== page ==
Making homemade eggnog is so easy with this recipe and after trying the real deal, I doubt you’d ever go back to the store bought stuff!
In roughly four weeks from now we will be celebrating our second Christmas in England (hmmm it was in 2012, now will be 8th!!) and so far this December has been much smoother than the last one.
A year ago I was completely lost. As Christmas season was approaching I felt nothing but anxiety over where to do my Christmas shopping. How to stock up on seasonal goodies and keep them in a tiny London flat. And lastly I grieved the absence of all Canadian holiday fare. Especially the last one.
First of all, do you know that English grocery stores do not sell cartons of eggnog? Are you as appalled as I was a year ago? Do you share my love for eggnog? If you do you will understand what an important ingredient it is to the holiday cheer!
You will also understand how crucial it is to have a great eggnog recipe. I’ve tried a few last year and made some pretty incredible drinks. Alas, they didn’t quite taste like the eggnog we were all craving. My morning coffee was downright unconsolable.
Yesterday I threw all caution to the wind, which is my custom to do and created my own recipe. The results were…well let’s just say as soon as I finished making it I left the house in a sprint to purchase a bottle of brandy because the taste was just perfect!
What gives eggnog its traditional taste?
What I discovered is that key to success is the right blend of spices and that’s very personal.
The milk and the eggs are just the carriers of the taste. Cinnamon, vanilla, nutmeg, etc are what makes it taste like the eggnog we love.
How do you make homemade eggnog?
- Infuse the whole milk with wonderful spices like cinnamon, vanilla, nutmeg and mixed spice.
- Separate egg yolks from egg whites. For this recipe we are only using egg yolks.
- Whip the egg yolks with sugar until pale and frothy
- Combine the egg mixture with the infused milk.
- Strain the eggnog and add light cream, chill.
How to make the eggnog and not milky scrambled eggs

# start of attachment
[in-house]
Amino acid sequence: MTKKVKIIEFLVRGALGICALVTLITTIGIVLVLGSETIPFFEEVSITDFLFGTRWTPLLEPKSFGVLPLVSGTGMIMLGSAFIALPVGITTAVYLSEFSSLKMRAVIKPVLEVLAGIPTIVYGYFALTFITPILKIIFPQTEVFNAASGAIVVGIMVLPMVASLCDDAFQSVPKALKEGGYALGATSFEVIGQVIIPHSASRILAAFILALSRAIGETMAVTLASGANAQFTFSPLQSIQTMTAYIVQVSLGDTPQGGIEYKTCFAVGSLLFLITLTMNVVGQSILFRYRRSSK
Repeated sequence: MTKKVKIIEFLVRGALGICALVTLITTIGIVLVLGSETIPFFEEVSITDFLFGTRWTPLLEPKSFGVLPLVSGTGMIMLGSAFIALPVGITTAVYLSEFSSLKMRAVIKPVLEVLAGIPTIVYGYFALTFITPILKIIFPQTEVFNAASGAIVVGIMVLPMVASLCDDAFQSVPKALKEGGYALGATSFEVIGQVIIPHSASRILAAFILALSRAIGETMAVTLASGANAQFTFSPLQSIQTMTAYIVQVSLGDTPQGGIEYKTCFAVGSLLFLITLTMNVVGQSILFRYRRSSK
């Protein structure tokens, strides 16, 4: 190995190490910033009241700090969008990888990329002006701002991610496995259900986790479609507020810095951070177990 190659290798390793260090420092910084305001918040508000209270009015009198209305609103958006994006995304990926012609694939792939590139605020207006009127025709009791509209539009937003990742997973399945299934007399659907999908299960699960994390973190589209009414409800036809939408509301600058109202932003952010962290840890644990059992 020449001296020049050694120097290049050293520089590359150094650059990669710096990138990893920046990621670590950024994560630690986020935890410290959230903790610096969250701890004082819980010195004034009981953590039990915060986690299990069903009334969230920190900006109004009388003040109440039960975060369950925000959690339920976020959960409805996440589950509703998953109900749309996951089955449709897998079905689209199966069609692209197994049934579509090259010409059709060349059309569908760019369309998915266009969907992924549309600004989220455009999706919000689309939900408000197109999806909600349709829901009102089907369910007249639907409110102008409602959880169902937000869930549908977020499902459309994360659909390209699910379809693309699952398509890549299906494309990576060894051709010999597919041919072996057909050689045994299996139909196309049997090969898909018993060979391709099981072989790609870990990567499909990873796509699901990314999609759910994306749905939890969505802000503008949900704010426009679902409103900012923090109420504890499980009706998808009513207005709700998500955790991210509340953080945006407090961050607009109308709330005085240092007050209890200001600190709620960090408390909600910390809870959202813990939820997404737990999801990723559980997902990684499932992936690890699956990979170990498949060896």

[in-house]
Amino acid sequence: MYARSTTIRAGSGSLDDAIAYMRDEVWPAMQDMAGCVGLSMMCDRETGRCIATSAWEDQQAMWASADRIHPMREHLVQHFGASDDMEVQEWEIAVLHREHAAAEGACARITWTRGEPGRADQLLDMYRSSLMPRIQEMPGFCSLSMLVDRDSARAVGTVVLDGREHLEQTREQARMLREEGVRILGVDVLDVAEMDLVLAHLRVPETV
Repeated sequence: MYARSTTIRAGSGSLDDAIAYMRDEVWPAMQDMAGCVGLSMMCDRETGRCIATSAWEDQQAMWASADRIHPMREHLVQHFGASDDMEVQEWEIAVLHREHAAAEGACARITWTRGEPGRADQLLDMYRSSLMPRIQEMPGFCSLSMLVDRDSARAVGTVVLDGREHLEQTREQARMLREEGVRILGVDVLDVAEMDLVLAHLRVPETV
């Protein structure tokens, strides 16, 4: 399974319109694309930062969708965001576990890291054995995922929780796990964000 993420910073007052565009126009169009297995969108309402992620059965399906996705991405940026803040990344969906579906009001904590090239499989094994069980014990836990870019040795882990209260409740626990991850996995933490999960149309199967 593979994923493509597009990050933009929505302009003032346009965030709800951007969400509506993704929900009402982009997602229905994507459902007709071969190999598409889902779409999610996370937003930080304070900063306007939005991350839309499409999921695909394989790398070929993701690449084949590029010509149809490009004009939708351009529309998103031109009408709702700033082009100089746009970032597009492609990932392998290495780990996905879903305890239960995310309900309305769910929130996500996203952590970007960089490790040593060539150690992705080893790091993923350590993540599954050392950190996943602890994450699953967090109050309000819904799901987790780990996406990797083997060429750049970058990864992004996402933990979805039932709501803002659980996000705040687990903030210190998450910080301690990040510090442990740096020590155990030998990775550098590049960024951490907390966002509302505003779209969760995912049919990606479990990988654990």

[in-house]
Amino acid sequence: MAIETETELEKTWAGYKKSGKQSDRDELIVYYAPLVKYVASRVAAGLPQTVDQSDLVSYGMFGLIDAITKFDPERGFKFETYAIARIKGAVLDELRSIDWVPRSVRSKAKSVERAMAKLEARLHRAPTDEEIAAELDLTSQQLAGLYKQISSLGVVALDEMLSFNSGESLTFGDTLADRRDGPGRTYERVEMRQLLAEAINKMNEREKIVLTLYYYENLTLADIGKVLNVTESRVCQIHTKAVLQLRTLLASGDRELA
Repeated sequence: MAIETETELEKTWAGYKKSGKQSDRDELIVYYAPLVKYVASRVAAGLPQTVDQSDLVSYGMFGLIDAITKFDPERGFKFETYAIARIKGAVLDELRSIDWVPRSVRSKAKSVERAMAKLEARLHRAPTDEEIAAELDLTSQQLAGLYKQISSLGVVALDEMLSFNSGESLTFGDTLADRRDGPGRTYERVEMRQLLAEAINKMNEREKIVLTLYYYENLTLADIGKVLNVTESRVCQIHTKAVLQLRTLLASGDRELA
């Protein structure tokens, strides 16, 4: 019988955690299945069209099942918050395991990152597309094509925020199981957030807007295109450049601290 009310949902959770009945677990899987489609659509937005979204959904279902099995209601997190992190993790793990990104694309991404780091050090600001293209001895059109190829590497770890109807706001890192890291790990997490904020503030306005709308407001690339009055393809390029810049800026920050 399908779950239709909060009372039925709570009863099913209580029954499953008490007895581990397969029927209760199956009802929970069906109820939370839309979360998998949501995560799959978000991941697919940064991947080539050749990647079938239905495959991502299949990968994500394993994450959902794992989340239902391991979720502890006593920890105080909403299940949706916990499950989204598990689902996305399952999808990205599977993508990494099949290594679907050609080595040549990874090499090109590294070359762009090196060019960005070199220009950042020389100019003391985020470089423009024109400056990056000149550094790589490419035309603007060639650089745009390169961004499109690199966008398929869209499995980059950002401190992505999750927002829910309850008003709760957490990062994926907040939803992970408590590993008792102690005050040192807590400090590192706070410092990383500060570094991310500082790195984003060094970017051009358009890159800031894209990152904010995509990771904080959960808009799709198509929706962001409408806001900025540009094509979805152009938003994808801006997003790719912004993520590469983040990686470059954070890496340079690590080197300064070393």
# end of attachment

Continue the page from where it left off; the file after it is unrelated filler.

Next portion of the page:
This homemade eggnog recipe is quite straightforward except for step 4, where you combine the eggs with the hot milk.
What usually happens when we apply heat to the eggs is they get cooked! Our main goal here is to “cook” the eggs, so they are safe to eat but not to end up with a batch of milky scrambled eggs. Trust me it’s very easy to do and happens QUICKLY!
Here is how to avoid that. With your mixer still running slowly add half of the milk to the egg mixture to temper the eggs, blend well. Tempering should prevent the eggs from curdling in the next step.
Ways to enjoy your homemade eggnog
Enjoy with a dash of brandy or skip it if you prefer the non-alcoholic taste.
My absolute favourite way to drink eggnog is in my morning coffee.
Nothing can be more satisfying on a cold winter morning than sipping a cup of eggnog latte while watching your littles lazily eating breakfast by the light of the Christmas tree. Merry Christmas!!
More Christmas drink recipes
- egg yolks-4
- whole milk-2 cups/500ml
- sugar-½ cup
- half and half/single cream-2 cups/500ml
- vanilla bean-1
- nutmeg-½ tsp.
- mixed spice a blend of cassia, coriander seed, caraway, nutmeg, ginger, cloves-1tsp.
- cinnamon-1 stick
- Pour 2 cups of whole milk in the heavy bottomed sauce pan, slit open your vanilla bean and scrape out the seeds and add them to the milk, along with the cinnamon stick and the rest of the spices. Heat the milk over a low heat until the milk is hot and steamy and about to boil. You don't want the milk heating process to happen quickly because the milk needs time to soak up all the wonderful flavours.
- While the milk is getting infused, separate your egg yolks from the egg whites and reserve the egg whites for a different use or freeze them. Whip your egg yolks with sugar in a medium sized bowl until the mixture is much paler in colour and doubled in volume. When your milk is ready take it off the heat and remove the cinnamon stick.
- With your mixer still running, slowly add half of the milk mixture to the egg mixture to temper the eggs, blend well. Tempering should prevent the eggs from curdling in the next step. Then empty the contents into the saucepan with milk and heat through while whisking continuously on low heat. It took mine 2 minutes. Take off the heat, strain through a fine sieve to ensure eggnog is smooth and silky, add single cream to it and chill until cold.
Post originally published on 12/2012, updated on 11/2018